We had to move to Leavitt Homes in 1966, because we couldn't afford anything else. My mother was on welfare, had been since the birth of my brother, Michael, in '58, and she had health problems of her own.
Now I may have left the impression that my childhood was bleak, and if so, I apologize.
|Fourth Grade at Boone School, Lorain - March 1965|
(Alan is in front row, far left)
I loved being a kid in Lorain in the Sixties. Most of my memories of those days are of fun times with my family and with friends; going to school at Boone, Charleston, and Hawthorne; visiting Lakeview, Oakwood, Central, Cascade, Findley, Mill Hollow; double features at the Dreamland, Tivoli, Palace, and Ohio; summer nights at the Tower and Lorain drive-ins; riding Sting-Ray bikes around Westgate Shopping Center; catching tadpoles and praying mantises; comic books, television, climbing trees, rock fights, Cub Scouts.
So what did I enjoy the most about Lorain? That covers a lot of ground.
But if I was to pick one particular thing that I enjoyed the most over the years, it would be going to the movies.
We lived about a block and a half from the old Dreamland when I was little, and we went every weekend, sometimes during the week, watching everything from monster movies to Westerns to comedies, from Boris Karloff to Doris Day. There we were, my brother Mike and I, having the time of our lives.
Sometimes, we'd see a movie downtown, at the Tivoli, the Ohio, and my favorite, the Palace, with its cool decorated interior and that wicked chandelier. I sat under it once... but just once. One of my earliest memories was being led into the Palace's auditorium by an older cousin, and seeing "Duck Dodgers" on that big screen.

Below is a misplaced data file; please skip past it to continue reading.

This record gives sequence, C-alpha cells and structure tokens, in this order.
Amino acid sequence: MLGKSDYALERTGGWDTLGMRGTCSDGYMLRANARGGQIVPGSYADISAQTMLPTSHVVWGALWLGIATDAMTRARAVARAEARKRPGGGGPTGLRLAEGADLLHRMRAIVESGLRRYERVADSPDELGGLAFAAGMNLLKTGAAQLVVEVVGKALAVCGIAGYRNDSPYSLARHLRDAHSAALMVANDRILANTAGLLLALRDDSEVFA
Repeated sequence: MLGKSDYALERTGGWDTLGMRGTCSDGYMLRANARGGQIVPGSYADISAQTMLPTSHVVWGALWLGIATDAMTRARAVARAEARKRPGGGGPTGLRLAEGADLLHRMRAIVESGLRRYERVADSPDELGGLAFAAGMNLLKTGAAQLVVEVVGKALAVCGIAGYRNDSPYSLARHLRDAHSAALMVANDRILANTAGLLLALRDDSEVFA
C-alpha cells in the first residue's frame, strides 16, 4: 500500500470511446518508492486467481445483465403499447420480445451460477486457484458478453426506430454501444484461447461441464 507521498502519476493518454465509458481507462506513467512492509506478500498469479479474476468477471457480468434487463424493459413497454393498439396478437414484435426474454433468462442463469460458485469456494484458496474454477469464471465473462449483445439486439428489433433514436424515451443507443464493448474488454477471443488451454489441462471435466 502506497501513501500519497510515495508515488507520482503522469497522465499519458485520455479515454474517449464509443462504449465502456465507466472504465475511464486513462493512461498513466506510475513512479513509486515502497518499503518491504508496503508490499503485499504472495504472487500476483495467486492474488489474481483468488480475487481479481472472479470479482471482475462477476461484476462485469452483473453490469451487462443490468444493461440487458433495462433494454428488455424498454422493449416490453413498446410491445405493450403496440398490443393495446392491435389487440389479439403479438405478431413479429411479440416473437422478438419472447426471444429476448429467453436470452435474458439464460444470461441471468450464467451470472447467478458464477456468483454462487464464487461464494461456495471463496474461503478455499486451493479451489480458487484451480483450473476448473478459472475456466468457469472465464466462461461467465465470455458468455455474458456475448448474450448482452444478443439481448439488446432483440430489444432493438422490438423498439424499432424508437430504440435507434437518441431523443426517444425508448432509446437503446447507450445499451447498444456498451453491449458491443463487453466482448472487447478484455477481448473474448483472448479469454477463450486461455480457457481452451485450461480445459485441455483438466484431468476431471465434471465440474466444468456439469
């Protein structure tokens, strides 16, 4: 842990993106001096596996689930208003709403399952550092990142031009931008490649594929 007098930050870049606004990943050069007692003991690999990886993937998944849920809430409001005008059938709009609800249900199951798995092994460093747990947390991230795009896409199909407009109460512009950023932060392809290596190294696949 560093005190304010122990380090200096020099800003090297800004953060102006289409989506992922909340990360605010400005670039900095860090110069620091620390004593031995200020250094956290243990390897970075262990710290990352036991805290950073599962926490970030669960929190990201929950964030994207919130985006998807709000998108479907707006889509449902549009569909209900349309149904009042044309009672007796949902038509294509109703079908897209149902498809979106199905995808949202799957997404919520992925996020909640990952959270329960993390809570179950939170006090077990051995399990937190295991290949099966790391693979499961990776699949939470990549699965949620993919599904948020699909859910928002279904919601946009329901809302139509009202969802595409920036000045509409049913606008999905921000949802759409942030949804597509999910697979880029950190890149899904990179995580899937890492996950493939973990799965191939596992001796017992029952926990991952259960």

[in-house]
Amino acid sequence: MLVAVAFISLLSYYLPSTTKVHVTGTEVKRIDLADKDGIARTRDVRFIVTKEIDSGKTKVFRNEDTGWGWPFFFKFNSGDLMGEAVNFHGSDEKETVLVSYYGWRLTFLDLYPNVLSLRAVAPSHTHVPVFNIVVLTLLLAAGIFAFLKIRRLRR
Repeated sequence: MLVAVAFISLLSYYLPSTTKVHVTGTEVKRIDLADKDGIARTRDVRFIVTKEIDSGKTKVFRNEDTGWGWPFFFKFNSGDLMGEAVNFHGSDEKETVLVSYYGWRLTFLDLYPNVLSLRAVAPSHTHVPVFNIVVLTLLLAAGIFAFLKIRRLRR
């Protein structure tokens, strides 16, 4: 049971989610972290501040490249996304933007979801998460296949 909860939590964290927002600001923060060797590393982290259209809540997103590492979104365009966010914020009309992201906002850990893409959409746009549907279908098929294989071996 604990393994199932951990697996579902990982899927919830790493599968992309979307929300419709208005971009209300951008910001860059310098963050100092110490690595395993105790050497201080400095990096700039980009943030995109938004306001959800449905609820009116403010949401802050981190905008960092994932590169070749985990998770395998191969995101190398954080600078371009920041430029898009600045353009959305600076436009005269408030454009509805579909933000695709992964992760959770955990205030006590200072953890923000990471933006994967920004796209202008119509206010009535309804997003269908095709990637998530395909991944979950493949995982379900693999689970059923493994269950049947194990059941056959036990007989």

The best of all were the drive-ins, the whole trip, staying up late, driving out to the Lorain or the Tower, movies under the stars, concession stand munchies, really great stuff!
How I Met Tracy
Dan asked me how I ended up in Texas. That's easy.
In 2006, a friend suggested that I get a Yahoo account to help with finding a job. Soon, I had the email addresses of several family members.
One afternoon, I was at the Main Library in Cleveland, and I was going to send a still from a monster movie to my younger brother, who's also a horror fan. Well, I messed up, and wound up sending the email to everyone on my list.
When I checked my emails the next day, there was a message from a cousin, telling me about a website that dealt in nostalgia, movies, comics, toys, like that.
I signed up, and began getting into discussions with other members, including a lady who went by the name Beatles 4Ever. She intrigued me from the beginning, and I looked forward to talking to her online.
|A "selfie" of Alan and Tracy|
She told me about herself: her real name (Tracy), where she was from (Whitney, Texas), and other things that became a lovely conversation. Posts becoming emails, emails becoming eCards, which turned into phone calls, which became long, long
We both realized that we had to do something about this.
Summer of '08, she spent a weekend with me in Cleveland, and after several months of missing each other, we decided I'd come to Texas, to be with her, and to escape the North Coast winters.
I've never regretted it, and I don't see that I ever will.
Special thanks to Alan for sharing his reminisces and photos.